The race to replace Missouri Sen. Rob Schaaf has come down to two millennials who knew each other while attending Mizzou.
One is Republican Tony Luetkemeyer, a soft-spoken attorney who’s seeking his first elective office and has deep political connections — he’s close to party leaders and his wife, Lucinda Luetkemeyer, was general counsel in the office of former Gov. Eric Greitens.
The other is Democrat Martin T. Rucker II, a former Kansas City Chiefs and Mizzou football player who co-founded a Democratic-leaning political club in the Northland and ran unsuccessfully for a state House seat in 2016.
The 34th district, which takes in parts of Platte and Buchanan counties, could be a place for Democrats to pick up a seat in the GOP-majority General Assembly, especially considering Schaaf was politically conservative but often at odds with Republican party leaders over so-called “dark money” groups — non-profit organizations who buy political advertising, often attack ads, without disclosing their donors.
The following is an edited excerpt of a Statehouse Blend Missouri conversation that touched on issues like campaign finance, education funding and transportation. Hear it all here.
What the district’s voters want
Luetkemeyer: They want better schools for their kids. They want safer communities. We've seen an increase in crime both in the northland and certainly in St. Joe. … I think the people just want a safe place to raise their kids, send them to good schools and make sure that they could get good jobs whenever they get out of school.
Rucker: We care about really good schools, access to quality, affordable health care. That's another thing: St. Joseph's been hit extremely hard by the opioid crisis and so expanding access to Medicaid so that we can bring in a prescription drug monitoring program. … I feel most people feel safe in the Northland; that's not a big issue whenever you're at the doors. But there's a lot of industry up there and we want to make sure that these are good-paying jobs.
Rucker: We've been underfunding K-12 education in this state for a long time. We underpay our teachers. We've been doing that for a long time, as well. We have this foundation formula that we use to fund the schools, and we never fully funded that formula since its inception until two years ago. And they just came up with an arbitrary number and said “this is how much money now that it takes to fully fund schools.” …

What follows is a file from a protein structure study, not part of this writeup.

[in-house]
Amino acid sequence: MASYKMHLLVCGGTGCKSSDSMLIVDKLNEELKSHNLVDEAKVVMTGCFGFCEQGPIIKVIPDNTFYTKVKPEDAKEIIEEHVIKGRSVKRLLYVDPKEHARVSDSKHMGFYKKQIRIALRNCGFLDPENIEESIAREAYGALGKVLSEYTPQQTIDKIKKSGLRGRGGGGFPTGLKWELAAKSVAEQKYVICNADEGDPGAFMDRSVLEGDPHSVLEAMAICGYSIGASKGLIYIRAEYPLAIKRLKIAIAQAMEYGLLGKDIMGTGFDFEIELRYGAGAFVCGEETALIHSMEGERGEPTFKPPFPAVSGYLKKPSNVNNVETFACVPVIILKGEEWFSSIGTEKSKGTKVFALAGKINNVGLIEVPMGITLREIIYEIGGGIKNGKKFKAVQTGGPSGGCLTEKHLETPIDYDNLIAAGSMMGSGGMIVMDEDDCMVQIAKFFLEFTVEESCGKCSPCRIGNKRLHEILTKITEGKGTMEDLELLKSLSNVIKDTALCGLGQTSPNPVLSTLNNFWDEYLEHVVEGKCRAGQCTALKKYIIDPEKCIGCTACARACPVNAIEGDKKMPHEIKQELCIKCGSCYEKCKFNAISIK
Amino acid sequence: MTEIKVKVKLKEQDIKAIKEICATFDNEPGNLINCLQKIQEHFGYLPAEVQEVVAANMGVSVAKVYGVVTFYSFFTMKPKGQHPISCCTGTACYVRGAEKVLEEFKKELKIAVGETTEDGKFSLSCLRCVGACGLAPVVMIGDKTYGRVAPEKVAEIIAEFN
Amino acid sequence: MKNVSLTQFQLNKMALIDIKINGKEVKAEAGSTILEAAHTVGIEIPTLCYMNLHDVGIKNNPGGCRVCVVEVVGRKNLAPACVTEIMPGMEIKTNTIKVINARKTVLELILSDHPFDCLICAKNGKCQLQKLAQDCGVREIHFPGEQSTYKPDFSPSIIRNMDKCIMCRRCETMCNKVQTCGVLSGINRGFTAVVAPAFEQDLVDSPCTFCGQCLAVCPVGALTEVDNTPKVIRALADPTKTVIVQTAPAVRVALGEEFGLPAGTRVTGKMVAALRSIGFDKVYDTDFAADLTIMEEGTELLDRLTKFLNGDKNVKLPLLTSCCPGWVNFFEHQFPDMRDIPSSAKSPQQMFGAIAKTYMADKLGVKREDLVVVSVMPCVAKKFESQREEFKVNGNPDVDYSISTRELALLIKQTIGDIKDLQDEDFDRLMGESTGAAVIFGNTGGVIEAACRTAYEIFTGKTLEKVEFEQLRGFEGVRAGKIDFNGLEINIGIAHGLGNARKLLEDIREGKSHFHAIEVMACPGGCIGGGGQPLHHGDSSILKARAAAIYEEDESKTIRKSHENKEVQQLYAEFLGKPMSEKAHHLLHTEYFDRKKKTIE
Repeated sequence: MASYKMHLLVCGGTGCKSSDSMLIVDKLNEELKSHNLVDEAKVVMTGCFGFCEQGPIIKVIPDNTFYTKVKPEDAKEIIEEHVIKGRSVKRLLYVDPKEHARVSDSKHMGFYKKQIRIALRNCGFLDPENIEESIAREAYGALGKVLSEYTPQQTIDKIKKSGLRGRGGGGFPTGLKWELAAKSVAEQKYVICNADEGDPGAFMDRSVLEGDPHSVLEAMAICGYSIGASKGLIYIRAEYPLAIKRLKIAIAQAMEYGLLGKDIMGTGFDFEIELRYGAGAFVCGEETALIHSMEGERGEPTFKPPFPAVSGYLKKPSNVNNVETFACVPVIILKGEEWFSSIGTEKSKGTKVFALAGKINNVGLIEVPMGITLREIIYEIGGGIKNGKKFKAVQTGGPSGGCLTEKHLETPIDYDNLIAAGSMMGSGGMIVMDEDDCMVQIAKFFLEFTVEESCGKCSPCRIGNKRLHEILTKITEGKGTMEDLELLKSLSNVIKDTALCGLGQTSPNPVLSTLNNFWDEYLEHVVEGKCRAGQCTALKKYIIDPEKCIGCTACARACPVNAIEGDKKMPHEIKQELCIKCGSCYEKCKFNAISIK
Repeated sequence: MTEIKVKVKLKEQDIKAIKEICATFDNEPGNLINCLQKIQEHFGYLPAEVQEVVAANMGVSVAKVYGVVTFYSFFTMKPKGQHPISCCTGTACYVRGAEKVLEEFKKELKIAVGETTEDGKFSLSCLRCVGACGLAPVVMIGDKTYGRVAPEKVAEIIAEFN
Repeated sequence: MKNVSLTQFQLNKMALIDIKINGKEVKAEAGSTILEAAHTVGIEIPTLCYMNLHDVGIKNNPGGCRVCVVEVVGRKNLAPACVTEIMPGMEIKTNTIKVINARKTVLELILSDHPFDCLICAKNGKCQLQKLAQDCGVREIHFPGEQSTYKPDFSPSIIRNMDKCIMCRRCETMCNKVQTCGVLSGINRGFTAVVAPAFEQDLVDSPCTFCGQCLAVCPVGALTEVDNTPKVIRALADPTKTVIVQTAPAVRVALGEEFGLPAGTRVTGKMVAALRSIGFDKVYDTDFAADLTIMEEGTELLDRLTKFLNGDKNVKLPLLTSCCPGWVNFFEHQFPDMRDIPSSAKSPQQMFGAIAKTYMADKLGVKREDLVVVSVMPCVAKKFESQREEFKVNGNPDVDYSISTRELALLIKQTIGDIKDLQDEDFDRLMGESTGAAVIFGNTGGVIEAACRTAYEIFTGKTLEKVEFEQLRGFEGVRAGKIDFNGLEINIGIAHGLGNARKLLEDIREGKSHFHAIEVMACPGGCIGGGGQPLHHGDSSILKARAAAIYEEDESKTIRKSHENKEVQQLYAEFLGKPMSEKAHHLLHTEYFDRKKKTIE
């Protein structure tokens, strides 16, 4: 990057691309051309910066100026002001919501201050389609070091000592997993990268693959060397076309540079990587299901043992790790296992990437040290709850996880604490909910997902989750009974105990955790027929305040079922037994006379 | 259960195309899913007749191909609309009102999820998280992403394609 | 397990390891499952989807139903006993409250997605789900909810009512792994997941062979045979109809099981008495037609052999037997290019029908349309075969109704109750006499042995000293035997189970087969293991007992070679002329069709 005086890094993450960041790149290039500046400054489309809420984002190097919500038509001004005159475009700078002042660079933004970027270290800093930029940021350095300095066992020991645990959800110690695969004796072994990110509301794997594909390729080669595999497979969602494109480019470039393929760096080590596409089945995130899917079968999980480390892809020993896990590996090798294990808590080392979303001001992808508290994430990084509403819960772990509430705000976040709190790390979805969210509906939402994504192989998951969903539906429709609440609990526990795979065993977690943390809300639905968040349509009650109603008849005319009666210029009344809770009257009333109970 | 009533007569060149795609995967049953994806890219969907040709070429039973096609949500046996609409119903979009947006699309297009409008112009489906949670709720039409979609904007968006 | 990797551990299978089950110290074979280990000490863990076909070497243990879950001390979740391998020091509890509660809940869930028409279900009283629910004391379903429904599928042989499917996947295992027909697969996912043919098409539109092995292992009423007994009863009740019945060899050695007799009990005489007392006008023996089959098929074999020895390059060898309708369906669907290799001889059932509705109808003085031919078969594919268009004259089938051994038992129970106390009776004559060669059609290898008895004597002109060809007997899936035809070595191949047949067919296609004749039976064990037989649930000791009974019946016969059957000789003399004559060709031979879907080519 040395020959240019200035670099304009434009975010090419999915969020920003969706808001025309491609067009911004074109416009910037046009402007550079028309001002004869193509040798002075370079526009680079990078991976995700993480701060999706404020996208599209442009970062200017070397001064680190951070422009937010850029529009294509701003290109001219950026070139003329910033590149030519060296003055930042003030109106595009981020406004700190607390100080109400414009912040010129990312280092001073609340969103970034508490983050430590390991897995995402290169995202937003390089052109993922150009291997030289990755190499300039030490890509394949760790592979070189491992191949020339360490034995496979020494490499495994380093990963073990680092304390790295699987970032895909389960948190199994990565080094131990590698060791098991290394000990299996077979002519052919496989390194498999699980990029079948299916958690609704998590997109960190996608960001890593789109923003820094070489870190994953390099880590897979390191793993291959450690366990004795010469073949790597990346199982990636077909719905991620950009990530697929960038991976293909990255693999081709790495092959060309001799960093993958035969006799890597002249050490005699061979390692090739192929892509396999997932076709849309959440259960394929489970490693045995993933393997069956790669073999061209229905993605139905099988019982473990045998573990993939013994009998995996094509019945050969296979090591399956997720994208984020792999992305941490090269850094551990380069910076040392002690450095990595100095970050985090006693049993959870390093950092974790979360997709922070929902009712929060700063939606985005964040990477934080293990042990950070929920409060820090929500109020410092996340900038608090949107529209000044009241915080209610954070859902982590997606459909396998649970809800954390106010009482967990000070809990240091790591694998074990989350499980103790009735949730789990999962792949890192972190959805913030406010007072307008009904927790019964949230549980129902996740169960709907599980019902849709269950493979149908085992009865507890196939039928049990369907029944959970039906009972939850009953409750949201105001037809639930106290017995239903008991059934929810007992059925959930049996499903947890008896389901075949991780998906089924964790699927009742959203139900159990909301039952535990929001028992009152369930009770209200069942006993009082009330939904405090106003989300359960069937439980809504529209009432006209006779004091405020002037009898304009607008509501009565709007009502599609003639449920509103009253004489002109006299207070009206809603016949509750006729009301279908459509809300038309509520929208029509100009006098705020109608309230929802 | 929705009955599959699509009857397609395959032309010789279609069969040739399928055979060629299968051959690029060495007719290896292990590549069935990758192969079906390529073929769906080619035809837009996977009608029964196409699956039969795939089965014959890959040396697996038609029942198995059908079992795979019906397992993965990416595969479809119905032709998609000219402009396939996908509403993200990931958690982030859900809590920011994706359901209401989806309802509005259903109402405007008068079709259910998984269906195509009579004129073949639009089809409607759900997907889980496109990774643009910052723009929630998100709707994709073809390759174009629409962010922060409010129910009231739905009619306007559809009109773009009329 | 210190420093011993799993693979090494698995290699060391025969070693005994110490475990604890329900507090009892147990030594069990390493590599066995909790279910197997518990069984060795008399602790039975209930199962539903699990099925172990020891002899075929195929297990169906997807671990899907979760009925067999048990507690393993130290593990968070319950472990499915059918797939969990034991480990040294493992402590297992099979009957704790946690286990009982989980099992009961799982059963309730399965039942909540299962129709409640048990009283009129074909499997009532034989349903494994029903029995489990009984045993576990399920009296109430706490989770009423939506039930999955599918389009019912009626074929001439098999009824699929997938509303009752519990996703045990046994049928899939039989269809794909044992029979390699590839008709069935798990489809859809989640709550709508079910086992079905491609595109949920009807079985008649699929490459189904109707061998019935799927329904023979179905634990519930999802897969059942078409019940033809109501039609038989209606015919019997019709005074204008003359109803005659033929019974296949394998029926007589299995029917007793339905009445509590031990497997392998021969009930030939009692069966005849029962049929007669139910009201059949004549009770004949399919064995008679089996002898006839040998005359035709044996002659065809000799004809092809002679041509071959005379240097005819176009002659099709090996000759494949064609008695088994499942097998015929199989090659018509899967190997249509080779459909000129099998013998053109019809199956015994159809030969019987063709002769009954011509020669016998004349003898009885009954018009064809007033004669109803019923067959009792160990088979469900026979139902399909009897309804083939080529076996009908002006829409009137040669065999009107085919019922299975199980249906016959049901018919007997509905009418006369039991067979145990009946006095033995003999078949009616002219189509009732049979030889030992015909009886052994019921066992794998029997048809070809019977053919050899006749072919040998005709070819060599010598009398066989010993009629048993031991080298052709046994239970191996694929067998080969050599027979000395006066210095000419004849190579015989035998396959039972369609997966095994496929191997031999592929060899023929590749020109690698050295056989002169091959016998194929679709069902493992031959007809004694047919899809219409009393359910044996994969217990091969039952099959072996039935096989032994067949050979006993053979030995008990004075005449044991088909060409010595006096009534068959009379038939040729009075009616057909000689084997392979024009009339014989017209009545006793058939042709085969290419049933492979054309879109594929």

We have over 20 school districts in the state of Missouri that go to school four days a week because they can't afford to go to school five days a week. Education brings jobs. Education brings innovation. Education brings opportunity.
Luetkemeyer: I agree we should be funding education. I'm a product of public education. … I do think that always throwing more money at a problem is not always the solution though. I think it's a great thing that the legislature is fully funded the foundation formula, but you know, we have a lot of systemic problems with some of the schools. … I think that we should be demanding accountability from our schools. … I think that taxpayers, regardless of whether you're talking about schools or you're talking about any other institution of government, should be showing that they're good stewards of taxpayer dollars.
Would you support raising taxes for schools?
Luetkemeyer: I do not, with the current funding structure, support raising taxes to fund schools.
Rucker: I do support raising taxes, but here in Missouri we have the amendment where we cannot raise taxes without going to a vote of the people … I would support putting it on the ballot and letting the people in Missouri decide.
Rucker: I think that we've cut taxes and cut taxes and cut taxes before we understood what the implications from the previous tax cut were. I think we need to let the dust settle a little bit, figure out where we are, figure out the needs that we have in the gaps in our current revenue streams and in the current budget for things like K-12, for our infrastructure, for our roads and bridges.
Luetkemeyer: So I think that tax relief is something that's really important to get the economy going. We've seen the effects of the federal tax increases where people got pay raises. The economy is moving along, certainly compared to the last eight years of stagnation that we had had during the prior administration. We made some modest gains with the legislature this year with the tax package that they passed. I think we have to be responsible about it if we're going to pass tax reform, which I do think is important. I do think it's a way to create jobs in the state.
Gas tax referendum
Luetkemeyer: Infrastructure funding is a critically important issue to the state … as an economic development issue. I don't know that the gas tax is the right way to go about it. The reality is, I think, the gas tax is a bit outdated and outmoded. Cars are getting more fuel-efficient. Electric vehicles are not a thing of the future, they are a thing of now. … So I think we need to be looking at other ways to fund infrastructure. I think part of that is making tough budgetary decisions … I think part of it is looking for public-private partnerships as a possibility too.
Rucker: The facts are, we have the seventh-most roads and bridges in the United States under state control and maintenance, but we fund it 49th (Editor’s note: federal highway statistics say 46th), and with this increase it'll still only put us in the middle of the pack. This is something that should have been raised long ago, and if we can pass this in November, it'll still only put us in the middle of the pack … economic development, transportation and infrastructure is how you get your goods and your services, your clients to and fro. It's what brings in new companies.
Brian Ellison is a host/contributor at KCUR, and host of the political podcast Statehouse Blend Missouri. Follow him on Twitter @ptsbrian.